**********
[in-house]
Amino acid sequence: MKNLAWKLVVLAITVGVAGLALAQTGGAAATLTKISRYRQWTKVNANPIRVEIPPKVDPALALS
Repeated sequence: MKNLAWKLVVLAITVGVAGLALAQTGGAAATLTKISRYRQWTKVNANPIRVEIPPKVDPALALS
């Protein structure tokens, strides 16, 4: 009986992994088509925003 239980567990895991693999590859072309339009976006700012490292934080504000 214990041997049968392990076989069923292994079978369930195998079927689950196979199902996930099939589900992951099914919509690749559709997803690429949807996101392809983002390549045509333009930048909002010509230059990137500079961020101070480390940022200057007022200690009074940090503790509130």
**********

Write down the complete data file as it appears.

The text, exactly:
[in-house]
Amino acid sequence: MKNLAWKLVVLAITVGVAGLALAQTGGAAATLTKISRYRQWTKVNANPIRVEIPPKVDPALALS
Repeated sequence: MKNLAWKLVVLAITVGVAGLALAQTGGAAATLTKISRYRQWTKVNANPIRVEIPPKVDPALALS
């Protein structure tokens, strides 16, 4: 009986992994088509925003 239980567990895991693999590859072309339009976006700012490292934080504000 214990041997049968392990076989069923292994079978369930195998079927689950196979199902996930099939589900992951099914919509690749559709997803690429949807996101392809983002390549045509333009930048909002010509230059990137500079961020101070480390940022200057007022200690009074940090503790509130």